How to quickly exclude stocks from further research

Welcome to Value Investing School, article 1 – How to quickly exclude stocks from further research.

With this article I wish to show how investing is mostly a game of exclusion if you are a bottom up value investor and you know what to look for. I’ll analyse L’Occitane en Provence as an example.

Things to learn are:

  • Investing is a game of mostly exclusion.
  • Focusing on the business yield, current or future, makes things easy.
  • Don’t be a relative investor, be an absolute investor.

locicitane

Source: L’Occitane

During the week I look at lots of stocks but what makes it easy for me to separate the interesting investments from the other, is the business return or the future potential business return. I look for current or even better, future double-digit yearly business returns and if a business doesn’t show that potential it is quickly skipped.  This makes me an absolute value investor and not a relative investor, a very costly and risky mistake many investors currently make. As would Buffett say, we invest in businesses and not a stock that goes up and down during a day.

I am currently researching a stock list from an Asian Value investing fund with some very interesting names but also some strange decisions like the L’Occitane en Provence stock. On this stock, I wish to explain:

  • 1) the risks of not focusing on the business yield
  • 2) the risks of relative versus absolute investing and,
  • 3) how easy it is to say no to an investment.

The business yield

If you are an investor in businesses, not stocks, all you care about is the yield of the business, the earnings and how the same earnings are reinvested or distributed at the end of the year. The higher the return on equity, your equity, the better. When buying stocks, your equity is the price you pay for the stock and the yield is derived by comparing the price you pay with the earnings. For example, L’Occitane is a growing company with revenues (1) tripling over the last 10 years (FY (fiscal year) 2019 revenue reached 1.42 billion EUR) and net income (2) almost doubling.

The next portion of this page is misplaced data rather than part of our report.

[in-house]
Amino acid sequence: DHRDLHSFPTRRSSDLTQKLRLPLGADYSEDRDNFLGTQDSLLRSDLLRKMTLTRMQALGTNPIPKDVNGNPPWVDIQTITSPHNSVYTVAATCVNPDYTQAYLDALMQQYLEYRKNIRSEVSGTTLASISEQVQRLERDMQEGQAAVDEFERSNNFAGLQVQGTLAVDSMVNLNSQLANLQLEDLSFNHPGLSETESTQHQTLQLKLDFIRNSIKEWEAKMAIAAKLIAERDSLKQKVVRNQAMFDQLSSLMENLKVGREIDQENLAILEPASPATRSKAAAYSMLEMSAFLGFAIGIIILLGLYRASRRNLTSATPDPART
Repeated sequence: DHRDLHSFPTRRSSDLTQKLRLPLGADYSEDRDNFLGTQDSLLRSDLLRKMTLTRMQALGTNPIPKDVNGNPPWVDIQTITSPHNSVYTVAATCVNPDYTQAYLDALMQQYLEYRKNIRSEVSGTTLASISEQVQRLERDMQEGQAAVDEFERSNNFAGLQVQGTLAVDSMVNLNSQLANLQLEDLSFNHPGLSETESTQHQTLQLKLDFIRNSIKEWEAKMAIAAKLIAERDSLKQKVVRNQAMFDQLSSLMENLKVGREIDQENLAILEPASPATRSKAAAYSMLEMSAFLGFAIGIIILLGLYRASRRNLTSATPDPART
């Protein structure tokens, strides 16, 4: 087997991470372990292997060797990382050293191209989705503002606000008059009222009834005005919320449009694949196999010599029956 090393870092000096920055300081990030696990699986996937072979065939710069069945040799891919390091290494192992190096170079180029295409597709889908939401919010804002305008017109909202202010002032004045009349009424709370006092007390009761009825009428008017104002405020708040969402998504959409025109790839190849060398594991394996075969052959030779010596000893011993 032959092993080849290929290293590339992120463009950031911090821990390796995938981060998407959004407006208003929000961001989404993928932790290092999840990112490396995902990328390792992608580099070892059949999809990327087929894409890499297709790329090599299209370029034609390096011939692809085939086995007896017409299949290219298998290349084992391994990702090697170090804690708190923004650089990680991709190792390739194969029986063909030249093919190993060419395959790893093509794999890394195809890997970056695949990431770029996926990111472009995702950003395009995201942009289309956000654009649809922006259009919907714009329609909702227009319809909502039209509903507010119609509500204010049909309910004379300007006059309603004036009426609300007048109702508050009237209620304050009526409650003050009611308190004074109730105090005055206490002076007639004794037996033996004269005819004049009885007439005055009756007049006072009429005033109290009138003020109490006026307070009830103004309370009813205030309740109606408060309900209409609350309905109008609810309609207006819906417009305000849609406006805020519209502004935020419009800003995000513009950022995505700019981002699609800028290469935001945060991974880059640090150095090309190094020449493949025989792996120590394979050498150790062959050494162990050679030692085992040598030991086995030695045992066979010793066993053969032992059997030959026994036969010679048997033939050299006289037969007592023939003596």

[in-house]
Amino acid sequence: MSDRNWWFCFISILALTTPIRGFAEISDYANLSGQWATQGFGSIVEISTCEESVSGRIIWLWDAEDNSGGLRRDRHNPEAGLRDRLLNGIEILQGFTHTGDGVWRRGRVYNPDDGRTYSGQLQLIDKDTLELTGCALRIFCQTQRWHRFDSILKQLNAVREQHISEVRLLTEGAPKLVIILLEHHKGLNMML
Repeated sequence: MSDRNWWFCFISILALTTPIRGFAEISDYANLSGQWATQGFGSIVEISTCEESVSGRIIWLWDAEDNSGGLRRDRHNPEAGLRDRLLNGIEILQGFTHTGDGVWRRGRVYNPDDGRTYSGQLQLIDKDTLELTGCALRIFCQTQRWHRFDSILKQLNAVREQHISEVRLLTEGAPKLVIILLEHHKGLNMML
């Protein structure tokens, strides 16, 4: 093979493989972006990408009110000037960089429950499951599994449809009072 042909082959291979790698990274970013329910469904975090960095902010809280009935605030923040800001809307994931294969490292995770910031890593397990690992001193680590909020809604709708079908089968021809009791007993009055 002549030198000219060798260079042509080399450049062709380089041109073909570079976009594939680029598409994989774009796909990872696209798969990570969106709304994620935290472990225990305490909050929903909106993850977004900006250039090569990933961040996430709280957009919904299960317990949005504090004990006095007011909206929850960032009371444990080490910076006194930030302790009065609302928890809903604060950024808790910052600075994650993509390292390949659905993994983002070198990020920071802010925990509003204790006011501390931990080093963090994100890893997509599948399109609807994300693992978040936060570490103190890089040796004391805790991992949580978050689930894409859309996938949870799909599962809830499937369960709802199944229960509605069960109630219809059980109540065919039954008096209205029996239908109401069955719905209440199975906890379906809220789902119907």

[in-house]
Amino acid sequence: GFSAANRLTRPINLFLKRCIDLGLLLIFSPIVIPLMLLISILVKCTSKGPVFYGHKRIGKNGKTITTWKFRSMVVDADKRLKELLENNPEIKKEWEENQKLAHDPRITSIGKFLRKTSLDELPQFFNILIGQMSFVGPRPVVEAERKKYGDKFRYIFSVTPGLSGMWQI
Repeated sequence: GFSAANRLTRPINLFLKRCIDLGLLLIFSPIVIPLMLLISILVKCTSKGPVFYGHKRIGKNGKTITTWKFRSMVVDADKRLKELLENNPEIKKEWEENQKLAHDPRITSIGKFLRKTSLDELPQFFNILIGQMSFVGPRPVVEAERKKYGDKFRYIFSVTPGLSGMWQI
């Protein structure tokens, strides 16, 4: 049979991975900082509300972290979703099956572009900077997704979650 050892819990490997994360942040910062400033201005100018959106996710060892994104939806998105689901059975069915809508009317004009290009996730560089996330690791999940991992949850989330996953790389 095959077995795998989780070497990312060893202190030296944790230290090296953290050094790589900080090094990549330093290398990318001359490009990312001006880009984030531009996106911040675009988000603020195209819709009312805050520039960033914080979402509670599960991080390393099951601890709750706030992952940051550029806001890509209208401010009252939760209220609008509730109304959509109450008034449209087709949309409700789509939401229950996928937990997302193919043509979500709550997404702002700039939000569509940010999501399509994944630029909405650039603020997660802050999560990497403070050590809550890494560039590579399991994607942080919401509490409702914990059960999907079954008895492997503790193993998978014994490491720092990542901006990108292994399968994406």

2 revenue

Source: Morningstar

However, when I look at the net income, I see that the average over the last 5 years is around 100 million EUR. I compare it to the current market capitalization (the value of all the stocks outstanding) is 20.6 billion HKD or 2.6 billion EUR. This means that the business yield the company currently provides is at 3.84% given the price earnings ratio of 26 (100/26 = 3.84%).

3 stock

That is far too low for me but then I must look at the growth the company promises. I look at the growth and see that same store growth is actually very low at 2%.

4 growth

Source: L’Occitane

And that all of the growth the management hopes for comes from acquisitions and emerging markets. From reading a bit about the company there is a new management, the company is restructuring and it is something Warren Buffett despises, a turnaround. From the conference call transcript:

5 trust

Source: L’Occitane

When you find words like ‘new management, new strategy, build trust’ it could be truth, but it could be also lots of baloney. Not what a value investor gets in to. So, when I see that I am already at ohhhhh.

Just another one for the record. On top of the new management, the company that made about a billion in profits over the last decade, suddenly decides to make an acquisition of a cosmetics brand and pays $900 million for a company with $40 million in EBITDA.

6 acquisition

Source: Elemis acquisition announcement

All of the above is simply too risky, it might work, I hope it works for them, but it might also backfire as that kind of corporate actions often do. The plan is to scale the brand, a totally new brand, in China.

7 skincare

Source: Elemis acquisition announcement

It could happen it might not, too much risk and the actual business yield is below 4%. Enough for a value investor. So, let me finish this with why are other investors investing in this? Well, they do so because they are relative and not absolute investors.

Relative vs. absolute investors

This is a concept well described in Seth Klarman’s book Margin of Safety and L’Occitane is a great example. A relative investor looks at the company and says:

“I have a great global brand growing at double digit rates that just made a potentially transformational acquisition trading at a PE ratio of just 26. A fair valuation in this market should be 40, thus the stock is undervalued by 30%.”